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HRN Original Blog:
From Coast to Coast

Horse Racing industry needs a Commission

Within the last month, two graded stakes races for 3-year old fillies, the G1 Mother Goose and the G2 Hollywood Oaks, were run on opposite sides of the country. Despite the illustrious past of both, each field only drew 5 entrants. A field of 5 might be an easy race to handicap, but bettors would rather skip these types of races because there just is not any money to be made. There just isn’t any point in investing any money in any type of wager when the exacta only returns $3.40 and the trifecta only $7.90 for a $1 bet, as was the case with the Hollywood Oaks. This past weekend we saw a similar situation when the G1 Shoemaker Mile at Betfair Hollywood Park and the G2 Firecracker Handicap at Churchill Downs, both contested at a mile on the turf for 3-year olds and up, were run on the same day; like the two races in the 3-year old filly division, these two races went to post with a field of five. The Firecracker had actually drawn a field of eight, but due to inclement weather, the field was whittled down to five by race time.
 
 
The horse racing industry needs a singular overarching commission, and that commission needs to make revising the racing schedule a priority. Stakes fields with only five entrants are hurting the industry. Bettors skip those races in favor of others with a fuller field because the return is worth the investment. As long as divisional stakes races are run head-to-head, stakes fields will continue to be small, decreasing the overall handle because though claiming races tend to offer bigger fields, it is the stakes races that the casual fan will focus on because those are the horses they can most easily follow. Rather than run two races for the same division on the same day, space them far enough apart so that horsemen have the option of running their horse in both rather than having to choose one or the other.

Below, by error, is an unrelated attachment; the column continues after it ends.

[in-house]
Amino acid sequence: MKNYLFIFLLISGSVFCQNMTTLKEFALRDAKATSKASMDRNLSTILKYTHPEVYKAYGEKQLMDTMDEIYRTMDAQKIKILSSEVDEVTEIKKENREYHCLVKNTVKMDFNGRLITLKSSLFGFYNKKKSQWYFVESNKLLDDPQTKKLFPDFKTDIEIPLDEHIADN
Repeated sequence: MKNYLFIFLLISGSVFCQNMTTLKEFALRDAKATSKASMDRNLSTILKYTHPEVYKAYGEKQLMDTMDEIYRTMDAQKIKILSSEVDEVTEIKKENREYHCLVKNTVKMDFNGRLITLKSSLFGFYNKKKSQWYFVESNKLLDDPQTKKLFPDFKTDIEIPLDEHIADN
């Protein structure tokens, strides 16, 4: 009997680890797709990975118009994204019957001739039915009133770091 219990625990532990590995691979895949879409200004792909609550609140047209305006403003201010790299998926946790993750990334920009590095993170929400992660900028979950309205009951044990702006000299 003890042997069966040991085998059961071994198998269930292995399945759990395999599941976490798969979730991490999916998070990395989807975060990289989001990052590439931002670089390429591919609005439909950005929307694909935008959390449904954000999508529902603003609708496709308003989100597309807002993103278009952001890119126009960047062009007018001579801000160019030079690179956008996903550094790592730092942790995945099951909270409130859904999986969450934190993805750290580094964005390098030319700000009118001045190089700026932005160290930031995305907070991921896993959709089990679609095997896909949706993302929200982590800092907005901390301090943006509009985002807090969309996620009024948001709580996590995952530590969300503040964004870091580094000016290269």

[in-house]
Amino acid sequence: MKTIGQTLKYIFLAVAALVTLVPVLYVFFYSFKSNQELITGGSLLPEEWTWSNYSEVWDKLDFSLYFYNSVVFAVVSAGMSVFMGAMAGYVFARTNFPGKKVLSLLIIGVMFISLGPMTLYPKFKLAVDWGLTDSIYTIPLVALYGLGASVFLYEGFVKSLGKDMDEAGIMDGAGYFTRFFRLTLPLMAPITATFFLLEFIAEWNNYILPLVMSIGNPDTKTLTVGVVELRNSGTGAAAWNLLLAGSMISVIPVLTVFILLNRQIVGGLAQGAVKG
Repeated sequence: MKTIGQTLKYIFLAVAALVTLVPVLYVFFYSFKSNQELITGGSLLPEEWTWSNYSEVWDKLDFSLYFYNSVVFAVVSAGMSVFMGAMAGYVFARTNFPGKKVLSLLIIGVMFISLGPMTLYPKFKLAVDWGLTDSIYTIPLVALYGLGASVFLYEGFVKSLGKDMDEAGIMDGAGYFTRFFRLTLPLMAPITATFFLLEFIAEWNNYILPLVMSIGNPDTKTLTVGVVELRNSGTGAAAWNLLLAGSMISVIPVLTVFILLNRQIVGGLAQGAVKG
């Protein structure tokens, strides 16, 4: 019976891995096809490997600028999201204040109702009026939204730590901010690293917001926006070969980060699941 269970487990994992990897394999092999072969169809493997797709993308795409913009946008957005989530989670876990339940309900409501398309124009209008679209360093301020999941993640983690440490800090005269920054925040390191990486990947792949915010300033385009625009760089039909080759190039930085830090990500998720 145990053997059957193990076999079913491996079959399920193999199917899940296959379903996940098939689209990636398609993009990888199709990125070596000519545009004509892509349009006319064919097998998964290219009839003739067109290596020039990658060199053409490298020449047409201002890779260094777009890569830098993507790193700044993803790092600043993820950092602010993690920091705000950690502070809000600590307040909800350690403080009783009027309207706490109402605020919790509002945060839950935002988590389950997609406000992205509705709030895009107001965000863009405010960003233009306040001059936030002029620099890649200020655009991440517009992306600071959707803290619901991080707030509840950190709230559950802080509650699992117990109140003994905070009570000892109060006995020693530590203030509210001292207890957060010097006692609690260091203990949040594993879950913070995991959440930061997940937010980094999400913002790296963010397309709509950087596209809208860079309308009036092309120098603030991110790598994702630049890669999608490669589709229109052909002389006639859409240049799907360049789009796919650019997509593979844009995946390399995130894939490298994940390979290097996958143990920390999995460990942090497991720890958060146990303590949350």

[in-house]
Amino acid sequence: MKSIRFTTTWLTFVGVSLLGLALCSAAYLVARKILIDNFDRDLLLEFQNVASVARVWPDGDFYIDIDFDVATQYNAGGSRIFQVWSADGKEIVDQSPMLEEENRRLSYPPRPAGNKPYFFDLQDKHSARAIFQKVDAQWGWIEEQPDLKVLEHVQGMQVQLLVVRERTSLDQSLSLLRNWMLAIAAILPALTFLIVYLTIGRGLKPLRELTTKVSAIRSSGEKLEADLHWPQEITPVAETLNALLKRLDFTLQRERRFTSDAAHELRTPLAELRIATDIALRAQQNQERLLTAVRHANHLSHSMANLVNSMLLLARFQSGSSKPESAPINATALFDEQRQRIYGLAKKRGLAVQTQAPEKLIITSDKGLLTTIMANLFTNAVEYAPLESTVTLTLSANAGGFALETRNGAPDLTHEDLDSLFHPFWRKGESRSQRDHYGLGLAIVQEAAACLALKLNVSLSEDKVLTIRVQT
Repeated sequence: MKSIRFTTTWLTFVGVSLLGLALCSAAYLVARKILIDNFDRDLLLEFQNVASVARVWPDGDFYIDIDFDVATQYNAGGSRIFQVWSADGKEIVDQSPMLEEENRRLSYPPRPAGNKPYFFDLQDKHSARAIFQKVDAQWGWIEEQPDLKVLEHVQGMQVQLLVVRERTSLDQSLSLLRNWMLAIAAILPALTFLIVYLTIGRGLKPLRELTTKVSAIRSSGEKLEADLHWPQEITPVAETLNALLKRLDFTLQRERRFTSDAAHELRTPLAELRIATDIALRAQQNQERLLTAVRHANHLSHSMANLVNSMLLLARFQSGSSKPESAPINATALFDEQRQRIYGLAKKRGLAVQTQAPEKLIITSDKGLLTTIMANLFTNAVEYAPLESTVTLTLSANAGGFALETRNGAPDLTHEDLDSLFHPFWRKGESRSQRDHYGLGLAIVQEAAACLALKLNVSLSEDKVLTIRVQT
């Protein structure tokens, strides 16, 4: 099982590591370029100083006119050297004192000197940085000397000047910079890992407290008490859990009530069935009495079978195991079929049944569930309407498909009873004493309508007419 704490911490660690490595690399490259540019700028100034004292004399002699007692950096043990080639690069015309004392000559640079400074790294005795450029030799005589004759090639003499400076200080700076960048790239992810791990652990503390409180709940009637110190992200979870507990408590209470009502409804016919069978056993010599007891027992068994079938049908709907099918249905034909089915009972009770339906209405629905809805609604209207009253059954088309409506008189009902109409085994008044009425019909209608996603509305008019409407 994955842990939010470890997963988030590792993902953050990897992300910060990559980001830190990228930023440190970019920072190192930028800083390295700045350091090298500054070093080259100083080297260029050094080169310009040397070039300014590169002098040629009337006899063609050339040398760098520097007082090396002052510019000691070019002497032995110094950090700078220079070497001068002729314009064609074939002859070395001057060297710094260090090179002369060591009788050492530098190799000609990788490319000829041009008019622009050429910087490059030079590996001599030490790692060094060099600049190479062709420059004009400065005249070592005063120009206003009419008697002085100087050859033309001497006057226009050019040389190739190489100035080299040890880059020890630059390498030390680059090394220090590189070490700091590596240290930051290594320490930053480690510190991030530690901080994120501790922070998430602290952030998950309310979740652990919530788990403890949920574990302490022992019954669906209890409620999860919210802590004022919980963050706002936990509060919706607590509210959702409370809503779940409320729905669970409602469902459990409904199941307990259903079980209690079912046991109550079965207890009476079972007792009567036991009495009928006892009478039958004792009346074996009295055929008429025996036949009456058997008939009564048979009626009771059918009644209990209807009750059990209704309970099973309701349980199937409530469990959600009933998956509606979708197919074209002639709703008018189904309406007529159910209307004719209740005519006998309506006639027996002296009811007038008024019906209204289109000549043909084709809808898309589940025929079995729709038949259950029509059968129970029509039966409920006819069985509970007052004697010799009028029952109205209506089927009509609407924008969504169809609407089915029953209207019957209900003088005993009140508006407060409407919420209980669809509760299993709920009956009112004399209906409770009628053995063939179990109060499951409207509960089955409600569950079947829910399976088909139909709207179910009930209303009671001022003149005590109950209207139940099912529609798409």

Though the closing of Betfair Hollywood Park certainly bodes ill for the future of horse racing in California, the positive spin on an otherwise dismal piece of news is that in the future, there will be one less track competing for full fields during the summer. That was at least the case until Gulfstream Park announced that it had requested summer racing dates and would be conducting its first ever summer meet. Despite Gulfstream Park President Tim Ritvo’s conviction that running head-to-head with Calder Race Course will give horsemen more options in regards to which races they want to enter their charges in, ultimately such a venture will be harmful to the industry overall. With the prestigious Saratoga, Belmont, and Keeneland meets already on tap for the summer and fall, top trainers are not going to opt to go to Florida where the purses are smaller and the races less esteemed. Furthermore, with Calder right across town, rather than the full fields that Calder boasts, fields will end up being split between the two as horsemen take sides, willingly or unwillingly, unless the two come to an agreement. Even if an open policy is put into effect, I cannot imagine a scenario in which both tracks could consistently offer bettors full fields.